5 min read

I’m Max, a postgraduate student at the University of Portsmouth studying International Relations. I absolutely love football and I travelled far and wide to watch the beautiful game but in this blog I outline why I think Portsmouth’s stadium, Fratton Park, is the best stadium in England and why it’s one of the best ways to get to know this special island city.

There are few things that make me think of Portsmouth more than Fratton Park. I’ve been lucky enough to have followed this wonderfully global game all over the world, taking in games in Serbia, China and at the ‘home of football’ Wembley, yet nothing quite compares to Fratton Park.

The stadium itself is a monument to what helped those first football fans fall in love with the game. Approaching the ticket office on match-day, Fratton Park emerges above the terraced rooftops, the noise reverberating around the parked cars, a weekly parade of blue moving slowly towards the stadium. It’s hard not to feel like here, in the middle of Portsmouth, you are at the very centre of the world. Fratton Park is as traditional as football stadiums get in the UK, whilst I must admit I have a soft spot for the plush seats at the Emirates or the sprawling mini-cities that surround so many of the newer stadiums in England, at Fratton Park it’s all football and only football.

The purpose of the game hasn’t changed, as you drink your beer, or eat your pie in the concourse or you search for your seat, you’ll be following in the footsteps of generations of fans before you. As you sit in your seat, the noise builds to a crescendo around you with fans striking up a weekly conversation and you’ll feel part of a communal celebration of Portsmouth and the game itself.

As the players emerge from the tunnel, the fans stand to greet them with unrivalled enthusiasm. Then, as if nothing happened, continue their conversations or finish off their pies. The songs slowly start to build, English football fans and music is an unlikely but whole-hearted relationship. Slowly you find yourself in the midst of a sea of blue, the screens counting down to kick off, the songs filling the air as the away teams fans try to out sing the Fratton End. And then, before you know it, you’re clapping. Everyone is clapping. Mike Oldfield’s Portsmouth is clapped by almost all of the 19,000 in the stadium. By the end you’ll find yourself on your feet part of one collective voice as the game kicks off, urging Portsmouth onwards as the ref blows his whistle, quite how you’ve miraculously become a Portsmouth fan within only thirty minutes, you’re not quite sure, but you are.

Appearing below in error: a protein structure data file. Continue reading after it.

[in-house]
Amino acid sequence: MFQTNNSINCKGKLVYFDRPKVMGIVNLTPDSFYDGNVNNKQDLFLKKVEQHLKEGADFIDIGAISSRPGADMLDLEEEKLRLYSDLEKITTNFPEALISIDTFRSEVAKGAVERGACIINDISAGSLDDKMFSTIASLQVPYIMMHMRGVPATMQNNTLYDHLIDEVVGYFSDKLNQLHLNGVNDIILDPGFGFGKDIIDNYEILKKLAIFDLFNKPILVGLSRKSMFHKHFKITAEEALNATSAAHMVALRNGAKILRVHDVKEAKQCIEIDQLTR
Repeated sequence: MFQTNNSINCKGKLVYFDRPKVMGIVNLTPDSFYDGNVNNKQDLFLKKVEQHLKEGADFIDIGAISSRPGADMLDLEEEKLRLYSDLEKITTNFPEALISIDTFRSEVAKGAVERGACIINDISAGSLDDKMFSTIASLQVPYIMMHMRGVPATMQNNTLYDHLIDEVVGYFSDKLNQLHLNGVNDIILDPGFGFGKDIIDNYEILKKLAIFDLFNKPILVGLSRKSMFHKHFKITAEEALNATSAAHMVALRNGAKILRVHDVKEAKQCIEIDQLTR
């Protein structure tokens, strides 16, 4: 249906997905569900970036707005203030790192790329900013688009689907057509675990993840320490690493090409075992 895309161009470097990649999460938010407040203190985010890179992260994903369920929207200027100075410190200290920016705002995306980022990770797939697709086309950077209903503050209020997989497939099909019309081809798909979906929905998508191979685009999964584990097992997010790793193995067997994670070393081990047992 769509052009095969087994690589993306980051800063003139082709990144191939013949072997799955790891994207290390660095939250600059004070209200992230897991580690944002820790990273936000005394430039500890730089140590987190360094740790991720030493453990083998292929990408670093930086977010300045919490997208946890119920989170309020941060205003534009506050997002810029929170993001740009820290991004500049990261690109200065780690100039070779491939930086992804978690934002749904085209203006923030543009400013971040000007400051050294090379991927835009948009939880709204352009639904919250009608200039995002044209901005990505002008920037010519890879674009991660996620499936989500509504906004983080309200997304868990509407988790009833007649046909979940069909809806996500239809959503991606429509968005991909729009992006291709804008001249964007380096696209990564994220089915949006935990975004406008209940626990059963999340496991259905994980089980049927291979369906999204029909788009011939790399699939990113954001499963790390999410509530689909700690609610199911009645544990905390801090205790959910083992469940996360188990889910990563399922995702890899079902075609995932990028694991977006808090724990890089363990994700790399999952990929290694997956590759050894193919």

Regardless of the result Portsmouth Fans don’t stop singing, the heart of the club is the Fratton End, a beautifully classic stand at the western end of the stadium which when it starts a chant sees it spread across the stadium like wildfire.

As the game draws to a close, the singing intensifies, if Portsmouth are a goal up, the fans become the ‘twelfth man’ their combined voices yet another tackle for the opposing team to overcome, whilst when Portsmouth are a goal down, that same voice carries the players closer to the goal, urging one last shot or one last header. To be part of such a collective act is perhaps the closest you can get to Portsmouth’s soul.

And as you walk away from the ground, hundreds of post-Match pundits around you dissecting the action, you will feel a new love for your adopted city, and almost inevitably a new love for Portsmouth FC. You’ll find yourself humming Mike Oldfield’s Portsmouth in lectures or day dreaming about one of the Portsmouth burger van’s cheeseburgers at lunch times and you’ll know that you are a little closer to this wonderful city we call home.

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